The function myEdges is a list of pairs of GraphPoints, where each component is the point previously generated for the corresponding vertex. The unit cube is just a reference that will be useful when we rotate the graph:

``` myEdges :: Int -> Int -> [ (GraphPoint, GraphPoint) ] myEdges r1 r2 = [ (getPoint r1 r2 v1, getPoint r1 r2 v2) | (v1,v2) <- (edges graph1) ] ++ unitCube ```
The origin is represented by a constant, not to repeat too many times the same triple:

``` origin = (0.0, 0.0, 0.0) ```
These three functions add one to each component of a point:

``` plusX (x, y, z) = (x+1, y, z) plusY (x, y, z) = (x, y+1, z) plusZ (x, y, z) = (x, y, z+1) ```
These functions are used to generate the reference axis:

``` unitCube = [ (origin , plusZ origin ), -- +z             (plusZ origin , plusX \$ plusZ origin), -- +x             (plusX \$ plusZ origin , plusX origin ), -- -z             (plusX origin , origin ), -- -x             (origin , plusX origin ), -- +x             (plusX origin , plusY \$ plusX origin), -- +y             (plusY \$ plusX origin , plusY origin ), -- -x             (plusY origin , origin ), -- -y             (origin , plusY origin ), -- +y             (plusY origin , plusZ \$ plusY origin), -- +z             (plusZ \$ plusY origin , plusZ origin ), -- -y             (plusZ origin , origin ) -- -z           ]```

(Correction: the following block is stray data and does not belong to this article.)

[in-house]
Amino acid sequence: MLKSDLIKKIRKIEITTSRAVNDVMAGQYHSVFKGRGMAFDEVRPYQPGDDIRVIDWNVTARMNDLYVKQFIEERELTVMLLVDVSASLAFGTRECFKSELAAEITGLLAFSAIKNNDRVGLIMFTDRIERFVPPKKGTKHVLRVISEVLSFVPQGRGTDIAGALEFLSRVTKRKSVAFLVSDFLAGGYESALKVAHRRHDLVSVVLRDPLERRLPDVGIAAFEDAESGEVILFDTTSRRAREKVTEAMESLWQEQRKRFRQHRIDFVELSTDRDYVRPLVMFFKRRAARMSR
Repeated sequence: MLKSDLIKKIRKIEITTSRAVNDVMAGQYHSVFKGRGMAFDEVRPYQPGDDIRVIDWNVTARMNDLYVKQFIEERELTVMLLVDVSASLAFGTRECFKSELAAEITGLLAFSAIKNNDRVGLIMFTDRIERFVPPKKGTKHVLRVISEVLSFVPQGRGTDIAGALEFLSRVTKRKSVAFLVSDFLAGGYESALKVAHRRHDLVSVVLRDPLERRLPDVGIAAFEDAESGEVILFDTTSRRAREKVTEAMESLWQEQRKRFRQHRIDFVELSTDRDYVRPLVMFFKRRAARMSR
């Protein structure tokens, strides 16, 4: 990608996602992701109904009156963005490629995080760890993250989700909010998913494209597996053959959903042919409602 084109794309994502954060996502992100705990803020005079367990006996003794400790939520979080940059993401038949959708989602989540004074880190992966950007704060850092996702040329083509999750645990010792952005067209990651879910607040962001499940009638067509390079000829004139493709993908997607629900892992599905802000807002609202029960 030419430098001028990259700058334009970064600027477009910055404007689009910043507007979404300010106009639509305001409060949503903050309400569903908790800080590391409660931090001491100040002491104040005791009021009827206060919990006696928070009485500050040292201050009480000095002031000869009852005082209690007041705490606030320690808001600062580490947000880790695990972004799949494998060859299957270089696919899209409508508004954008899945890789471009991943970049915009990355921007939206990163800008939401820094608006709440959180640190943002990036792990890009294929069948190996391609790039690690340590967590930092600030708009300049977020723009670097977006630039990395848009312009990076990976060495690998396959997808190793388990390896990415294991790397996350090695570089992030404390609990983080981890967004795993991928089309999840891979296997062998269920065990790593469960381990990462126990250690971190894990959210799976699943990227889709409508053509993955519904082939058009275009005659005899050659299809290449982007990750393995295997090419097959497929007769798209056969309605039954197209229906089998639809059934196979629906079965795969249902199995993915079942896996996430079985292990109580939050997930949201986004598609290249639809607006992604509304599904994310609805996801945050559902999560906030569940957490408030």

Finally, the function randomList takes a seed and returns an infinite list of floats:

``` randomList :: Int -> [Float] randomList seed = randoms (mkStdGen seed) :: [Float] ```
More code and graphics comming soon...